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  1. #1
    Join Date
    Sep 2003
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    Default New Blood Results have me scared and worried

    Hi all I am new here and am a 32 yr old female from Canberra, Australia, with a shocking medical and family medical history.
    I have a VERY Strong family history of SLE (lupus) and other autoimmune disorders including Sjogen's Syndrome, Cryoglobulanaemic Vasculitis and MORE. Raynauds runs in my family (and I have this and have since I was 12), I was diagnosed with JRA when I was 12 and also with Seronegative spondoloarthritis at about 15 or so. I am 32 now and as well as having these problems and this history I also have Ehlers Danlos SYndrome (Hypermobility Form), and RSD/CRPS1 (Reflex Sympathetic Dystrophy), so there are a LOT of reasons for my symptoms to be OTHER things apart form Lupus etc.
    I watched my grandfather died of Lupus complications of the heart and my Mum die of complications of Sjogrens (she had Sjogren's Lymphoma) last year on Mothers Day.
    So this is my problem I just had a VERY high ANA result this week. My ANA has gone from 80 in 1999 to 1280 now <eek> :shock: .
    My GP is WORSE than useless and even after me telling him my history and worries he just told me to see a rheumy and then gave me 3 names and told me to ring them. The earliest I can get in is February and I think this is TOO long to wait (my GP is going to TRY to get me in earlier, but I wont hold my breath).
    IS there anything I should be doing in the mean time???
    any tests to rule out SLE etc or to confirm it??,
    any Medications to slow down this "spike" in my ANA ??
    any medications to start incase it is SLE???
    and so on.
    Thanking you all in advance for reading this and for NAY help you can offer me in this quest.

  2. #2
    Join Date
    Nov 2001
    Victorville, California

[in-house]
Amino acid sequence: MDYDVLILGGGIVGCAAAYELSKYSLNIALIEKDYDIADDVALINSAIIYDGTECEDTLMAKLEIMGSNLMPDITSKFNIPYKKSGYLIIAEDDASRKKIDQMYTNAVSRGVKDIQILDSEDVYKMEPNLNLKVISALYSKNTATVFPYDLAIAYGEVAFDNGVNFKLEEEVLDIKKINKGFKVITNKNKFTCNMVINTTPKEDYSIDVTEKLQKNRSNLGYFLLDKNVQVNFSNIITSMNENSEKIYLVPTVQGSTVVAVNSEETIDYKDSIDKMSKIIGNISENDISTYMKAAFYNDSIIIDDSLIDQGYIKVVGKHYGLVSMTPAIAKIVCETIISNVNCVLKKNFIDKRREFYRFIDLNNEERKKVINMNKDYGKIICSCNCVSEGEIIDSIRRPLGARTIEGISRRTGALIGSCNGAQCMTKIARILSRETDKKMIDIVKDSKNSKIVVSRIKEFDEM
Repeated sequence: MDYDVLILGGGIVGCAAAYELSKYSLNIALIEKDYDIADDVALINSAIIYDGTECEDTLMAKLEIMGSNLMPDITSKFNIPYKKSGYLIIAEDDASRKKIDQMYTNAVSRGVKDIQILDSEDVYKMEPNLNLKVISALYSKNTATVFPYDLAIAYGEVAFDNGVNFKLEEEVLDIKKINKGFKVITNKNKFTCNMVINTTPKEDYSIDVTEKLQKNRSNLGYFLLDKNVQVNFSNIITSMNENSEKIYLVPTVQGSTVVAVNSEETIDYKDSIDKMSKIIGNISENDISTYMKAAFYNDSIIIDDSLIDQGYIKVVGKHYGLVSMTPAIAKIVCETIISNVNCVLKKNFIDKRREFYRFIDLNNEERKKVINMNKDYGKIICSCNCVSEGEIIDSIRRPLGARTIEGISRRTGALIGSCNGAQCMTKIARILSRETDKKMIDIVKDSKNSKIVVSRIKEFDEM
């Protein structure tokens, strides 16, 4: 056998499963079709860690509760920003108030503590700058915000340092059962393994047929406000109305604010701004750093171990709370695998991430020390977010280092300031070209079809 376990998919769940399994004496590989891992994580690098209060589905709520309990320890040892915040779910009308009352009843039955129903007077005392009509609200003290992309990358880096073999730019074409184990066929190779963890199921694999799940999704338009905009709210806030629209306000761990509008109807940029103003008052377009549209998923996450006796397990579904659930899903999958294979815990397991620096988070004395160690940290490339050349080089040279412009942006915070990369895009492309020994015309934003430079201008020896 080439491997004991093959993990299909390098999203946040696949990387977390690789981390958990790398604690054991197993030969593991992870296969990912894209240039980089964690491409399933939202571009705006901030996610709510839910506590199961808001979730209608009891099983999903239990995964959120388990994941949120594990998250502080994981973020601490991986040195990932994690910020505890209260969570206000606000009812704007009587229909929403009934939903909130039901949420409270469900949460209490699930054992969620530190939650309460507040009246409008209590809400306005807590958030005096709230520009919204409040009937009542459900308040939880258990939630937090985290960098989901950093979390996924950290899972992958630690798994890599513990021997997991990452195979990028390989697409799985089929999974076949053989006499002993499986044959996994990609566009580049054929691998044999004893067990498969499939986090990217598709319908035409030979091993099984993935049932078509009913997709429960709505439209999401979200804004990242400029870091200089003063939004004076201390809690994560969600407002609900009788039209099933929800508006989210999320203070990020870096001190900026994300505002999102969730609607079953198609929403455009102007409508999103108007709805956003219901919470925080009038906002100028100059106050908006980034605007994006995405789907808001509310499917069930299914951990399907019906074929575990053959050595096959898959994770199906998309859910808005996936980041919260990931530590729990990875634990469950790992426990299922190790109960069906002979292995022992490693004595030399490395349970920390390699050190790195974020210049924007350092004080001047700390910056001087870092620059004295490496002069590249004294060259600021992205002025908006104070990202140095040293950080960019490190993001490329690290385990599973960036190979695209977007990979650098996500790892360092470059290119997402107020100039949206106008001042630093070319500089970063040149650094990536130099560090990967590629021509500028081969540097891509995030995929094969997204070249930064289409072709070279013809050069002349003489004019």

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    Shazinoz: In order to make a positive diagnosis for SLE, you doctor must gather information form a variety of sources; your past history, lab tests and your current symptoms. Doctors use a list of eleven criteria to help make a diagnosis of SLE. You must satisfy at least four of those eleven criteria. They are as follows: Malar Rash - Discoid Rash - Photosensitivity - Oral Ulcers - Arthritis - Serositis - Renal Disorder (excessive protein in the urine) - Neurologic Disorder (seizures, convulsions) - Hematologic Disorder ( hemolytic anemia or leukopenia) - Positive ANA - Immunoligic Disorder (positive anti-double stranded anti-DNA test, positive anti-SM test, positive antiphospholipid antibody or false positive syphillis test).
    Certain medications can also cause a positive ANA. So, you can have a positive ANA and not have is only an indicator and not a diagnostic and can be found positive in a number of illnesses and conditions! Positive ANA only satisfies one of the 11 criteria for a SLE diagnosis.

    The most common treatment for elevated ANA is low doses of steroids, such as prednisone or dexamethasone. When you see your doctor, discuss a trial of lupus medications, in the meantime while waiting for a diagnosis. The medication therapy includes: